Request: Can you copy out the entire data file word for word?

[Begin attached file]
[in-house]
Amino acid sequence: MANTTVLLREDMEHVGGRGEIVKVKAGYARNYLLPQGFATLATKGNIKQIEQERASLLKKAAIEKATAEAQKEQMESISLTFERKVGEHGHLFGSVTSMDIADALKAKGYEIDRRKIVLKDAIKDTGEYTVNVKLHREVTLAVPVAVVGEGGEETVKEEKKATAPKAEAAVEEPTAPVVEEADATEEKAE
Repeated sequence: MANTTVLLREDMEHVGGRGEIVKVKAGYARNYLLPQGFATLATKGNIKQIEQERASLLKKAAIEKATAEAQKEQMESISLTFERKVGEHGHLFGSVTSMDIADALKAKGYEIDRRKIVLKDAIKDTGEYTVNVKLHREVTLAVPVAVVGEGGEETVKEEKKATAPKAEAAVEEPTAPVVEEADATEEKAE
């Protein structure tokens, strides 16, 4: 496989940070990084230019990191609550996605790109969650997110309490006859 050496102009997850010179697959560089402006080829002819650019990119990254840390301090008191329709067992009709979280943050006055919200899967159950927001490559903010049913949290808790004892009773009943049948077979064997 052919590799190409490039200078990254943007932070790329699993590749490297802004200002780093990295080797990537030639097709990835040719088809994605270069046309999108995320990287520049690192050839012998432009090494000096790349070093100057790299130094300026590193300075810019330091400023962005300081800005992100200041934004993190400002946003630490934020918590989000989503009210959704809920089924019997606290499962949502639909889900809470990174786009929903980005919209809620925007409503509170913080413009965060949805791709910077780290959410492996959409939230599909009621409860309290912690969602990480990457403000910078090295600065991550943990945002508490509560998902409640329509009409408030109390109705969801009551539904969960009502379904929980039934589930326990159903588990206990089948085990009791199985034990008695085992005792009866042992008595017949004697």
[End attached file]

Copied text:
[in-house]
Amino acid sequence: MANTTVLLREDMEHVGGRGEIVKVKAGYARNYLLPQGFATLATKGNIKQIEQERASLLKKAAIEKATAEAQKEQMESISLTFERKVGEHGHLFGSVTSMDIADALKAKGYEIDRRKIVLKDAIKDTGEYTVNVKLHREVTLAVPVAVVGEGGEETVKEEKKATAPKAEAAVEEPTAPVVEEADATEEKAE
Repeated sequence: MANTTVLLREDMEHVGGRGEIVKVKAGYARNYLLPQGFATLATKGNIKQIEQERASLLKKAAIEKATAEAQKEQMESISLTFERKVGEHGHLFGSVTSMDIADALKAKGYEIDRRKIVLKDAIKDTGEYTVNVKLHREVTLAVPVAVVGEGGEETVKEEKKATAPKAEAAVEEPTAPVVEEADATEEKAE
């Protein structure tokens, strides 16, 4: 496989940070990084230019990191609550996605790109969650997110309490006859 050496102009997850010179697959560089402006080829002819650019990119990254840390301090008191329709067992009709979280943050006055919200899967159950927001490559903010049913949290808790004892009773009943049948077979064997 052919590799190409490039200078990254943007932070790329699993590749490297802004200002780093990295080797990537030639097709990835040719088809994605270069046309999108995320990287520049690192050839012998432009090494000096790349070093100057790299130094300026590193300075810019330091400023962005300081800005992100200041934004993190400002946003630490934020918590989000989503009210959704809920089924019997606290499962949502639909889900809470990174786009929903980005919209809620925007409503509170913080413009965060949805791709910077780290959410492996959409939230599909009621409860309290912690969602990480990457403000910078090295600065991550943990945002508490509560998902409640329509009409408030109390109705969801009551539904969960009502379904929980039934589930326990159903588990206990089948085990009791199985034990008695085992005792009866042992008595017949004697």